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News & Press releases

From Waste Pickers to Eco-Warriors: SDG17 in Action along the Citarum River

In recent years, the issue of plastic waste and its impact on the environment has gained widespread attention. As societies strive to reduce their carbon footprint and promote sustainable practices, recycling has become crucial to waste management. In this context, informal waste pickers play a pivotal role in waste management, particularly in emerging economies where formal waste disposal systems need to be more robust. They contribute significantly to recycling efforts, help reduce the environmental footprint, and play a role in poverty alleviation. Informal waste pickers collect, sort, and sell recyclables from waste, often without formal recognition or support from local governments. They are predominantly present in emerging economies, where waste management infrastructures might be lacking or insufficient. Many aspects of their role have a substantial impact on emerging countries:

  • Contribution to Recycling Industries: Waste pickers play an indispensable role in the recycling chain. Collecting and sorting recyclables significantly reduce the burden on landfills and promote the reuse of materials.
  • Livelihoods and Poverty Alleviation: For many, waste picking is a source of livelihood. It provides an income for families, helping alleviate poverty in marginalized communities.
  • Environmental Impact: By diverting waste from landfills, waste pickers help reduce greenhouse gas emissions, groundwater contamination, and the spread of diseases.

Despite their essential role, informal waste pickers often operate in precarious conditions and face many hardships. They often work long hours under challenging conditions, with limited access to protective gear or proper training. They earn just enough to scrape by, usually less than a dollar a day, far below the minimum living standards, and might endure social stigma and discrimination.

Formally recognizing and integrating waste pickers can lead to increased efficiency in waste management, better working conditions for pickers, and overall socio-economic upliftment of communities. Acknowledging the vital role waste pickers play in recycling and waste management can lead to more inclusive policies and practices while equipping them with the necessary skills and tools to enhance their efficiency and safety. Raising awareness about the importance of waste pickers reduces stigma and promote respect for their profession in communities. Formal employment can also ensure that all the waste, not only the valuable part, is collected from the environment and disposed of properly.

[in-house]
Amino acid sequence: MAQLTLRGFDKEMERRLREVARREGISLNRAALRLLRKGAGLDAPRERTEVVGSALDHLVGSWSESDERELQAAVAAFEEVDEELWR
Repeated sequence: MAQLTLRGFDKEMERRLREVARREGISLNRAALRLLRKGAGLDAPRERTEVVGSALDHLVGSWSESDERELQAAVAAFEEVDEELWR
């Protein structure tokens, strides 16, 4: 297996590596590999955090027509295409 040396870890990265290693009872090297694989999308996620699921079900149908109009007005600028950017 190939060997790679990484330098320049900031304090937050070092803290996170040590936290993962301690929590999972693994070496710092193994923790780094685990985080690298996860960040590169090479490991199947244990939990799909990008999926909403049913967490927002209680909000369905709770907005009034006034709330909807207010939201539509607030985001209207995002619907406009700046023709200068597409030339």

From Fishermen to Eco-Warriors: RiverRecycle’s Collaborative Approach to Waste Management and Community Upliftment

Traditionally, the local communities around the Citarum River depended on farming and fishing. However, a new opportunity emerged as the river became increasingly polluted, with waste materials like PET bottles contaminating its waters. Recognizing the value of these discarded materials, many locals began to collect waste, particularly plastics, as an additional source of income. The Bening Saguling Foundation (BSF) provides boats at no cost to the pickers, enabling them to navigate different parts of the river, efficiently collecting plastic waste. In return, the waste pickers bring their collected plastics to the BSF for sorting, weighing, and eventual sale to aggregators. The BSF retains only a small percentage of the revenue to cover operational costs, ensuring that the majority goes back to the waste pickers. Furthermore, the foundation offers training to waste pickers, teaching them to identify and sort waste according to its commercial value, ensuring maximum profitability. When the Citarum Repair project commenced, some waste pickers received formal employment, further stabilizing their income. The proliferation of water hyacinths blocked waste intake at the RiverRecycle’s conveyor system, and this challenge offered the possibility for collaboration with local entities. The project scaled up its efforts by engaging the BSF and their scavengers, collecting plastic waste from across the river. In a win-win situation, they kept valuable items like PET bottles while the Citarum repair project procured the rest, compensating the scavengers fairly. This collaborative approach has led to a significant increase in waste collection for RiverRecycle and enabled a positive change for waste pickers not yet formally employed.